Get enough zzz's and you'll?
Avoid the aches.
A full night's rest can end those I'm-too-sore gripes that make you skip Spin class. "Sleep is the most important part of physical recovery," says Peter Walters, Ph.D., professor of applied health science at Wheaton College, who has studied sleep patterns in athletes. One reason: While you snooze, your body releases 80 percent of its total production of human growth hormone, the fuel created in your brain's pituitary gland that repairs and strengthens muscles. Fewer aches mean you'll enjoy exercise more and want to do it more often.
If you're sleep-deprived, a 30-minute power nap in the afternoon can help you sprint faster during a subsequent workout, researchers at Liverpool John Moores University say. (Woo-hoo, higher calorie burn!) For optimal results, shake off any siesta grogginess by leaving a one-hour window between waking and exercising, the study's authors recommend.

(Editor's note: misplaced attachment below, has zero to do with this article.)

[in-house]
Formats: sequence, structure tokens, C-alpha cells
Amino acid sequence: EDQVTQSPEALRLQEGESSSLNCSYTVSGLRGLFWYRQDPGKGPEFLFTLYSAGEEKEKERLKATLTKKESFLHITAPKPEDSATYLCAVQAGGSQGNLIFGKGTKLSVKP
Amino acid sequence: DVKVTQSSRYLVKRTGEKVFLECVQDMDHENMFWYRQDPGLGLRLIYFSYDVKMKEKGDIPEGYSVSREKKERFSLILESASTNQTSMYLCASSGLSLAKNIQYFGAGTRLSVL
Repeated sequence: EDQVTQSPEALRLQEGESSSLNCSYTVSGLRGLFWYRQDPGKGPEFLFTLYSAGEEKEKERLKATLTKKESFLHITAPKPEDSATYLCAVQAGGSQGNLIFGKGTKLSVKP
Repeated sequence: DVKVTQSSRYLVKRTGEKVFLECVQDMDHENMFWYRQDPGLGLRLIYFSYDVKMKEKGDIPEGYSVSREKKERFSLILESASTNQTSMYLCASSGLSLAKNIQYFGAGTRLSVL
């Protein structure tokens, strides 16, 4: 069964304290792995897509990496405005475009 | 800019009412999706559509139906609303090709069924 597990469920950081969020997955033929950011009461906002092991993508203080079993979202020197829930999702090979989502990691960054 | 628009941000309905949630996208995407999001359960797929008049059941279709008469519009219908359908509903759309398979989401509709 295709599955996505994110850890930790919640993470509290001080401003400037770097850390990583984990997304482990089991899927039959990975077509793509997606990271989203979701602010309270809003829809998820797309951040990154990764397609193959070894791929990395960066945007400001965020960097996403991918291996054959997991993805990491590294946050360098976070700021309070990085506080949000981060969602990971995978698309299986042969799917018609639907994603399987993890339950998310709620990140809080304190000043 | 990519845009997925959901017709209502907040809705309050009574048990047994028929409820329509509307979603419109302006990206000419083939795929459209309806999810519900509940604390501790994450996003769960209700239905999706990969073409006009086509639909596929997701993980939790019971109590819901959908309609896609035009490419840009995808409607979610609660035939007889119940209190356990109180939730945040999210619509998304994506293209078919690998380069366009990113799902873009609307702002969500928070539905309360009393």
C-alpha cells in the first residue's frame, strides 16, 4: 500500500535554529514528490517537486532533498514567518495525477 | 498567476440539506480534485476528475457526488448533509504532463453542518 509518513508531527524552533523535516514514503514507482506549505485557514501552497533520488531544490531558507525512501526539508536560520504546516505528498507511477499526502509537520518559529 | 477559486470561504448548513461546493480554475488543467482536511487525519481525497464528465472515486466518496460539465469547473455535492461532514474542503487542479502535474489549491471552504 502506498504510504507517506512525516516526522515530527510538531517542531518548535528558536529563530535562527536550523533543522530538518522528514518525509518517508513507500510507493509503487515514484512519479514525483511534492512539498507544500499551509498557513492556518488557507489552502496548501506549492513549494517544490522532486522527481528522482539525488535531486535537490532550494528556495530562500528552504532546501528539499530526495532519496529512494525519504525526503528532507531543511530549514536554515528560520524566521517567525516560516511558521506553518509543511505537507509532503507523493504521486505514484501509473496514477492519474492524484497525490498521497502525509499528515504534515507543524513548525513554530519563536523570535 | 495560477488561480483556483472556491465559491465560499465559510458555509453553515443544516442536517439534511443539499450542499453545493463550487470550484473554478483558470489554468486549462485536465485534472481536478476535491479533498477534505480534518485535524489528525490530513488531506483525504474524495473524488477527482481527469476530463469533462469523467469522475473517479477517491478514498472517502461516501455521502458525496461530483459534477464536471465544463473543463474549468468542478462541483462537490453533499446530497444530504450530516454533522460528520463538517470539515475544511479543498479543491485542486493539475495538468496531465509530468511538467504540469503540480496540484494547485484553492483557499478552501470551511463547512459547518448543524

Sharpen your focus.
Clocking two extra hours a night for six weeks helped basketball players up their shooting percentage by 9 percent, the Stanford Sleep Disorders Clinic and Research Laboratory reports. "No time!" you say? Even 30 minutes more each night may improve skills during activities that take focus and determination, scientists say. That translates to better performance, in a boot camp class or at the office.
Not a morning person?
Try a P.M. workout. If you are done two hours before bed, it may not disturb your sleep, a Finnish study suggests.
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